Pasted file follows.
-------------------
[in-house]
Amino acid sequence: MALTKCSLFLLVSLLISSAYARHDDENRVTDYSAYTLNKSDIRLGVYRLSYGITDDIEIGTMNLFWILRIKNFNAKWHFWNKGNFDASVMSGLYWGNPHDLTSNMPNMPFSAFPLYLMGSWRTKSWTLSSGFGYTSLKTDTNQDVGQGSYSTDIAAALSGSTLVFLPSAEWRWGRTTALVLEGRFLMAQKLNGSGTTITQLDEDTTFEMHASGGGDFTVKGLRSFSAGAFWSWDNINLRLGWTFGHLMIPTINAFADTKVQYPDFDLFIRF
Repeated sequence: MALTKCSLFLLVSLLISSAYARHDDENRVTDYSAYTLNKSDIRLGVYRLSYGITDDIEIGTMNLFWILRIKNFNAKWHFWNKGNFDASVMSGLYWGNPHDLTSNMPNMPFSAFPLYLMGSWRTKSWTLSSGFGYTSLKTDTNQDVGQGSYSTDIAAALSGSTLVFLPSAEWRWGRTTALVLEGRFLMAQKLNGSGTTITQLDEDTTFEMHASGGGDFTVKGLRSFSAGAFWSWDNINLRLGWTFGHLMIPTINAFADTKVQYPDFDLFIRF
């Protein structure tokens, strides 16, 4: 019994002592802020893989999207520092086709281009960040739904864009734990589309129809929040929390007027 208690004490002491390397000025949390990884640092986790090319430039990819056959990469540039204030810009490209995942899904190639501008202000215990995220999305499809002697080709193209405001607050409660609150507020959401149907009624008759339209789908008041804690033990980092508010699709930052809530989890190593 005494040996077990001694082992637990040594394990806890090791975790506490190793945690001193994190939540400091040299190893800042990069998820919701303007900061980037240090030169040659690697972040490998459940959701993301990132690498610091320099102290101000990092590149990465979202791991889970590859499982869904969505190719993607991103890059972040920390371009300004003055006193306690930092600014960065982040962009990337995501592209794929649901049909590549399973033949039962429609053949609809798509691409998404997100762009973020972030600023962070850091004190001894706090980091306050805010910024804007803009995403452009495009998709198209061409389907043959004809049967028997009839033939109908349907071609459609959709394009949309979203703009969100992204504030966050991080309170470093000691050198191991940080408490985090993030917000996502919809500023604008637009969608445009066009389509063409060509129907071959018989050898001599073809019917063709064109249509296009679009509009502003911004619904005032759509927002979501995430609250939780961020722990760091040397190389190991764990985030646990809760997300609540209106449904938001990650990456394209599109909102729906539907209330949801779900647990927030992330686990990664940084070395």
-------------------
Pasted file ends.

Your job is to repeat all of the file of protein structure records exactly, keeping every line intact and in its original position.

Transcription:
[in-house]
Amino acid sequence: MALTKCSLFLLVSLLISSAYARHDDENRVTDYSAYTLNKSDIRLGVYRLSYGITDDIEIGTMNLFWILRIKNFNAKWHFWNKGNFDASVMSGLYWGNPHDLTSNMPNMPFSAFPLYLMGSWRTKSWTLSSGFGYTSLKTDTNQDVGQGSYSTDIAAALSGSTLVFLPSAEWRWGRTTALVLEGRFLMAQKLNGSGTTITQLDEDTTFEMHASGGGDFTVKGLRSFSAGAFWSWDNINLRLGWTFGHLMIPTINAFADTKVQYPDFDLFIRF
Repeated sequence: MALTKCSLFLLVSLLISSAYARHDDENRVTDYSAYTLNKSDIRLGVYRLSYGITDDIEIGTMNLFWILRIKNFNAKWHFWNKGNFDASVMSGLYWGNPHDLTSNMPNMPFSAFPLYLMGSWRTKSWTLSSGFGYTSLKTDTNQDVGQGSYSTDIAAALSGSTLVFLPSAEWRWGRTTALVLEGRFLMAQKLNGSGTTITQLDEDTTFEMHASGGGDFTVKGLRSFSAGAFWSWDNINLRLGWTFGHLMIPTINAFADTKVQYPDFDLFIRF
């Protein structure tokens, strides 16, 4: 019994002592802020893989999207520092086709281009960040739904864009734990589309129809929040929390007027 208690004490002491390397000025949390990884640092986790090319430039990819056959990469540039204030810009490209995942899904190639501008202000215990995220999305499809002697080709193209405001607050409660609150507020959401149907009624008759339209789908008041804690033990980092508010699709930052809530989890190593 005494040996077990001694082992637990040594394990806890090791975790506490190793945690001193994190939540400091040299190893800042990069998820919701303007900061980037240090030169040659690697972040490998459940959701993301990132690498610091320099102290101000990092590149990465979202791991889970590859499982869904969505190719993607991103890059972040920390371009300004003055006193306690930092600014960065982040962009990337995501592209794929649901049909590549399973033949039962429609053949609809798509691409998404997100762009973020972030600023962070850091004190001894706090980091306050805010910024804007803009995403452009495009998709198209061409389907043959004809049967028997009839033939109908349907071609459609959709394009949309979203703009969100992204504030966050991080309170470093000691050198191991940080408490985090993030917000996502919809500023604008637009969608445009066009389509063409060509129907071959018989050898001599073809019917063709064109249509296009679009509009502003911004619904005032759509927002979501995430609250939780961020722990760091040397190389190991764990985030646990809760997300609540209106449904938001990650990456394209599109909102729906539907209330949801779900647990927030992330686990990664940084070395």